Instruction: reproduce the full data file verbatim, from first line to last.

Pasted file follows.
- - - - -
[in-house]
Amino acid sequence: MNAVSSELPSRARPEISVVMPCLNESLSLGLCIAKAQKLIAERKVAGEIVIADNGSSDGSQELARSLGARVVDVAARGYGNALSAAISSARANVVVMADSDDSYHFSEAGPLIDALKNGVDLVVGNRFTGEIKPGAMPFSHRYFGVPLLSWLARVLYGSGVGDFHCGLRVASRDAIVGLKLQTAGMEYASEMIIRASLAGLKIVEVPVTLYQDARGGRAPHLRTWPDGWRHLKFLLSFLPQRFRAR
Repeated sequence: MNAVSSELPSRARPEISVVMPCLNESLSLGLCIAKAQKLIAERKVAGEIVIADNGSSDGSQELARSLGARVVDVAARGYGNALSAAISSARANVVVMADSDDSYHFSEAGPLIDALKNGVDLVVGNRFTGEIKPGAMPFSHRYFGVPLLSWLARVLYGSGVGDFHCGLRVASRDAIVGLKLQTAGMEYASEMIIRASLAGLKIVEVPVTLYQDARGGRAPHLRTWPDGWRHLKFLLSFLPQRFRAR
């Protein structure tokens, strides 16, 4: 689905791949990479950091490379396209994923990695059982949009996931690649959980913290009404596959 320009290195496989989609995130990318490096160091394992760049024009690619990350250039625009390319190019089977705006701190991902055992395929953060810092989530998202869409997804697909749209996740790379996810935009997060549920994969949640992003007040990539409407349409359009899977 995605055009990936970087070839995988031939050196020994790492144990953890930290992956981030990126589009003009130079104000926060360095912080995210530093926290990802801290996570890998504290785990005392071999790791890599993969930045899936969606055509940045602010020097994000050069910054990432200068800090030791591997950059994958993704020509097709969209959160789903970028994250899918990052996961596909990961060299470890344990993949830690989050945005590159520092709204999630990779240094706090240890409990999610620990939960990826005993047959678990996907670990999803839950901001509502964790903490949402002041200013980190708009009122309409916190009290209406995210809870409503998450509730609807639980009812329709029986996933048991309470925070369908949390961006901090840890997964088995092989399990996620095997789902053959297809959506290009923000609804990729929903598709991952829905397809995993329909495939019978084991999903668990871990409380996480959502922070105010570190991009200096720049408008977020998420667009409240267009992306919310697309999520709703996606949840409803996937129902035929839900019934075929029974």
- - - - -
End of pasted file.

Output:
[in-house]
Amino acid sequence: MNAVSSELPSRARPEISVVMPCLNESLSLGLCIAKAQKLIAERKVAGEIVIADNGSSDGSQELARSLGARVVDVAARGYGNALSAAISSARANVVVMADSDDSYHFSEAGPLIDALKNGVDLVVGNRFTGEIKPGAMPFSHRYFGVPLLSWLARVLYGSGVGDFHCGLRVASRDAIVGLKLQTAGMEYASEMIIRASLAGLKIVEVPVTLYQDARGGRAPHLRTWPDGWRHLKFLLSFLPQRFRAR
Repeated sequence: MNAVSSELPSRARPEISVVMPCLNESLSLGLCIAKAQKLIAERKVAGEIVIADNGSSDGSQELARSLGARVVDVAARGYGNALSAAISSARANVVVMADSDDSYHFSEAGPLIDALKNGVDLVVGNRFTGEIKPGAMPFSHRYFGVPLLSWLARVLYGSGVGDFHCGLRVASRDAIVGLKLQTAGMEYASEMIIRASLAGLKIVEVPVTLYQDARGGRAPHLRTWPDGWRHLKFLLSFLPQRFRAR
């Protein structure tokens, strides 16, 4: 689905791949990479950091490379396209994923990695059982949009996931690649959980913290009404596959 320009290195496989989609995130990318490096160091394992760049024009690619990350250039625009390319190019089977705006701190991902055992395929953060810092989530998202869409997804697909749209996740790379996810935009997060549920994969949640992003007040990539409407349409359009899977 995605055009990936970087070839995988031939050196020994790492144990953890930290992956981030990126589009003009130079104000926060360095912080995210530093926290990802801290996570890998504290785990005392071999790791890599993969930045899936969606055509940045602010020097994000050069910054990432200068800090030791591997950059994958993704020509097709969209959160789903970028994250899918990052996961596909990961060299470890344990993949830690989050945005590159520092709204999630990779240094706090240890409990999610620990939960990826005993047959678990996907670990999803839950901001509502964790903490949402002041200013980190708009009122309409916190009290209406995210809870409503998450509730609807639980009812329709029986996933048991309470925070369908949390961006901090840890997964088995092989399990996620095997789902053959297809959506290009923000609804990729929903598709991952829905397809995993329909495939019978084991999903668990871990409380996480959502922070105010570190991009200096720049408008977020998420667009409240267009992306919310697309999520709703996606949840409803996937129902035929839900019934075929029974």